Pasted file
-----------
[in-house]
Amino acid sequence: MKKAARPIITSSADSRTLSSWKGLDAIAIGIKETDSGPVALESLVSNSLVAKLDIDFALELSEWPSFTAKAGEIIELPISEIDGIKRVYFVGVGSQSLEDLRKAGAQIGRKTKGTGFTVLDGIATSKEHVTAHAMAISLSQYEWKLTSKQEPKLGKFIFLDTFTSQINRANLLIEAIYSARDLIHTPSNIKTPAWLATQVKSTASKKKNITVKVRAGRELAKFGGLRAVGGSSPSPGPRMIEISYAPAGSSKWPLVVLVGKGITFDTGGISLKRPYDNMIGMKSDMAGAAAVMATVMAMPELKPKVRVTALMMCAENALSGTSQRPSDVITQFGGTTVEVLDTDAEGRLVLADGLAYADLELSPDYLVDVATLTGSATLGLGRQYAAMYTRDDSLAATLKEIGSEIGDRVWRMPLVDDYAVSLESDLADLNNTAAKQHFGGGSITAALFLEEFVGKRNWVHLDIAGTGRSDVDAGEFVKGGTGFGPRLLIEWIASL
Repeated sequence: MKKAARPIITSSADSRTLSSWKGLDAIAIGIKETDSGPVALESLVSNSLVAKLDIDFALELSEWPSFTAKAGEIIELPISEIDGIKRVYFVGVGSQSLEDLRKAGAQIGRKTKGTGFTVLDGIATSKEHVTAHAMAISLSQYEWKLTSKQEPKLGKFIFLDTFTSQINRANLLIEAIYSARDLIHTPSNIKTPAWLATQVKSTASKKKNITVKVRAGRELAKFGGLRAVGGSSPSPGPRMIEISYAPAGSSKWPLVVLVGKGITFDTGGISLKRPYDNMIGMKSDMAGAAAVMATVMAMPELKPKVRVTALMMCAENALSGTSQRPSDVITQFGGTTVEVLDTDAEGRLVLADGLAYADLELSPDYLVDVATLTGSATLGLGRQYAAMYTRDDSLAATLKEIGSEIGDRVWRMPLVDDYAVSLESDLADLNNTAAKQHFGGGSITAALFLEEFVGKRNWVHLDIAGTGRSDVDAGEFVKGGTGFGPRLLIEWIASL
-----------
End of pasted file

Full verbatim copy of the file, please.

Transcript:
[in-house]
Amino acid sequence: MKKAARPIITSSADSRTLSSWKGLDAIAIGIKETDSGPVALESLVSNSLVAKLDIDFALELSEWPSFTAKAGEIIELPISEIDGIKRVYFVGVGSQSLEDLRKAGAQIGRKTKGTGFTVLDGIATSKEHVTAHAMAISLSQYEWKLTSKQEPKLGKFIFLDTFTSQINRANLLIEAIYSARDLIHTPSNIKTPAWLATQVKSTASKKKNITVKVRAGRELAKFGGLRAVGGSSPSPGPRMIEISYAPAGSSKWPLVVLVGKGITFDTGGISLKRPYDNMIGMKSDMAGAAAVMATVMAMPELKPKVRVTALMMCAENALSGTSQRPSDVITQFGGTTVEVLDTDAEGRLVLADGLAYADLELSPDYLVDVATLTGSATLGLGRQYAAMYTRDDSLAATLKEIGSEIGDRVWRMPLVDDYAVSLESDLADLNNTAAKQHFGGGSITAALFLEEFVGKRNWVHLDIAGTGRSDVDAGEFVKGGTGFGPRLLIEWIASL
Repeated sequence: MKKAARPIITSSADSRTLSSWKGLDAIAIGIKETDSGPVALESLVSNSLVAKLDIDFALELSEWPSFTAKAGEIIELPISEIDGIKRVYFVGVGSQSLEDLRKAGAQIGRKTKGTGFTVLDGIATSKEHVTAHAMAISLSQYEWKLTSKQEPKLGKFIFLDTFTSQINRANLLIEAIYSARDLIHTPSNIKTPAWLATQVKSTASKKKNITVKVRAGRELAKFGGLRAVGGSSPSPGPRMIEISYAPAGSSKWPLVVLVGKGITFDTGGISLKRPYDNMIGMKSDMAGAAAVMATVMAMPELKPKVRVTALMMCAENALSGTSQRPSDVITQFGGTTVEVLDTDAEGRLVLADGLAYADLELSPDYLVDVATLTGSATLGLGRQYAAMYTRDDSLAATLKEIGSEIGDRVWRMPLVDDYAVSLESDLADLNNTAAKQHFGGGSITAALFLEEFVGKRNWVHLDIAGTGRSDVDAGEFVKGGTGFGPRLLIEWIASL